Background and Importance Dysphagia is a highly prevalent syndrome in the elderly population, and especially in those with cognitive impairment. In addition to age-related factors and comorbidities, drugs with a potential negative effect on swallowing function have been identified, many of which are commonly used in pathologies that are also prevalent in the elderly. Knowing and raising awareness about the dimension of this problem can help increase the safety of pharmacological treatment in these patients.
Aim and Objectives To determine the prevalence of medication prescription with a potential negative effect on swallowing in elderly outpatients with cognitive impairment and diagnosis of dysphagia.
Material and Methods Observational, descriptive and cross-sectional study in which we analysed the pharmacological treatment of patients with cognitive impairment and a diagnosis of dysphagia attending the nutrition hospital pharmacy clinic of a tertiary hospital. We recorded sociodemographic, prescribed medications, potential effect on swallowing function and its mechanism data. Medications with a potential effect on swallowing were selected from the existing literature and the information contained in summaries of products characteristics.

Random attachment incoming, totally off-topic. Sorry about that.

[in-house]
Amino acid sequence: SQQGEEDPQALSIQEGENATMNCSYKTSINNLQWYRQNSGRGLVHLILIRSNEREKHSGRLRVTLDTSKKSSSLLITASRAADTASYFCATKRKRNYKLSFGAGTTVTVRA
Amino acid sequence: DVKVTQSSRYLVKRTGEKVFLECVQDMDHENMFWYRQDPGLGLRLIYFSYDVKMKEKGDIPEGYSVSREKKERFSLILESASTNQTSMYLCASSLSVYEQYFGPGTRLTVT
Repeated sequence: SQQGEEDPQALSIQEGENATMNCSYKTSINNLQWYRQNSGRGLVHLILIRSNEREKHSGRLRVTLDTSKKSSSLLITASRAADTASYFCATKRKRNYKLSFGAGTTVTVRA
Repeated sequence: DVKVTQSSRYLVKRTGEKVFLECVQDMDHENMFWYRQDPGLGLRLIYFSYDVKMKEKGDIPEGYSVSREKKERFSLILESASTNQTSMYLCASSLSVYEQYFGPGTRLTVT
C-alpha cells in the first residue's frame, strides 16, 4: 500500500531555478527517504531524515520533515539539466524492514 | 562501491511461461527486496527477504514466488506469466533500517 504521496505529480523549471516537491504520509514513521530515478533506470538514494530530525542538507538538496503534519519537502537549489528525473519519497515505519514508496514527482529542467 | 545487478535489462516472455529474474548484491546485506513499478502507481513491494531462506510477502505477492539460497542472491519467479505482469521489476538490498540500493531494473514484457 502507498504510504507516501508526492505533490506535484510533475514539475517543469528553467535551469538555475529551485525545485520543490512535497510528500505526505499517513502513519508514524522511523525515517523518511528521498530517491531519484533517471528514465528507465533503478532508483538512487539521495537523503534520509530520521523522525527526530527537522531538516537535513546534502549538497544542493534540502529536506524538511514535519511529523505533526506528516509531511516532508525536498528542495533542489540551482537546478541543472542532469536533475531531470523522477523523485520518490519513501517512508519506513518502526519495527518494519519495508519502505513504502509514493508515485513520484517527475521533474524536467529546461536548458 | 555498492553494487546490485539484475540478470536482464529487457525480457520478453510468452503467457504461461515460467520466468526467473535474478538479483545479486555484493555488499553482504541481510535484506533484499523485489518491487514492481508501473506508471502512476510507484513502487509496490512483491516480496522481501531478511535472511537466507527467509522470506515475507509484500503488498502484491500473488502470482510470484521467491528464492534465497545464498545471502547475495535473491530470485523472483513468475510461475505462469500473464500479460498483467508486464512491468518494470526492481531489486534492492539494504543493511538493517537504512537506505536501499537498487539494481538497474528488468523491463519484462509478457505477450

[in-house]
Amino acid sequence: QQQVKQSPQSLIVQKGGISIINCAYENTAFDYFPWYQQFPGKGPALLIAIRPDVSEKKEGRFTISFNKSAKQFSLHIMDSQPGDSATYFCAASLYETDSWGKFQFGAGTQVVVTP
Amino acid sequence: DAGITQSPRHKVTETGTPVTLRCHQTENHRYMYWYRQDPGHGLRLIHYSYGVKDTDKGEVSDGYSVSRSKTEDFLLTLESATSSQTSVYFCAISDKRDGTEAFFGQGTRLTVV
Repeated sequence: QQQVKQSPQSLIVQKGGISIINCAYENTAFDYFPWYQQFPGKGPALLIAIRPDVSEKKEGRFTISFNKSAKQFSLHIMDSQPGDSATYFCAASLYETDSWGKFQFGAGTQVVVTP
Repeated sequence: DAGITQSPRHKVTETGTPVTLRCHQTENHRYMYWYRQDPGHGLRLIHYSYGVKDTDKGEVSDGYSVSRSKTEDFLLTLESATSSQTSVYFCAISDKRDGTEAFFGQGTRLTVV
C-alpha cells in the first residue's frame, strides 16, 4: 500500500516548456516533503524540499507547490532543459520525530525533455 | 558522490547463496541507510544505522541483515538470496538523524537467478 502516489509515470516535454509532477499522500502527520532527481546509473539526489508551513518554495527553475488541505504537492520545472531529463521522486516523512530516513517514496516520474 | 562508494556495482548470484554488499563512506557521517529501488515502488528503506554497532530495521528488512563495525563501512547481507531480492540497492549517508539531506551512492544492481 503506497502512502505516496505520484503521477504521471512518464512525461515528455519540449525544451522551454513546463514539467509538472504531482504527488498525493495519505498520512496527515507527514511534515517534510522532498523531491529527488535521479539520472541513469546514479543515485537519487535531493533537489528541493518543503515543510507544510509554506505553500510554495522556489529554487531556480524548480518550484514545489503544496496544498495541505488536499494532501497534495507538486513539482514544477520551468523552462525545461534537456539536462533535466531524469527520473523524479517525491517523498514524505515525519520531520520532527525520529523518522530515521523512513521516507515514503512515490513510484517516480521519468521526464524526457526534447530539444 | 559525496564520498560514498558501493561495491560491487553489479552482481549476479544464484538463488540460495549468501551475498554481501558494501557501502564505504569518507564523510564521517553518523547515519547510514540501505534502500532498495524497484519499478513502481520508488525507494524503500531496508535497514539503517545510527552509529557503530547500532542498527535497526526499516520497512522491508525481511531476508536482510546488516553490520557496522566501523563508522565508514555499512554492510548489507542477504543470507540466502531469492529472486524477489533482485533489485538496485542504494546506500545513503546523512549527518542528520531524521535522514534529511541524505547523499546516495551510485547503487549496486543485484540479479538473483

Results We analysed 594 prescriptions corresponding to 68 patients whose mean age was 85,5. We identified 170 drugs belonging to 12 therapeutic groups. 66 patients (97%) had been prescribed some medication with a potential negative effect on swallowing function, and the mean number of these medications prescribed per patient was 3.6. 246 prescriptions (41,6%) corresponded to medications with negative potential on the swallowing function, mainly due to their sedative effect (n=118, 48%), followed by production of xerostomia (n=44, 18%), neuromuscular action (n=33, 13.4%), direct irritants (n=18, 7.3%), and unknown mechanisms (n= 4%). 23 prescriptions (9,3%) shared different mechanisms.
Conclusion and Relevance We observed a high prevalence of drug prescriptions with a potential negative effect on swallowing in this subgroup of patients. These results highlight the importance of re-evaluating the clinical need for these medical prescriptions in patients with dysphagia. Hospital pharmacy has an important role in detecting these medical prescriptions and promoting the search for alternatives to ensure the best benefit-risk ratio. The need to extend the study to other subpopulations of patients with dysphagia should be considered.
Conflict of Interest No conflict of interest.
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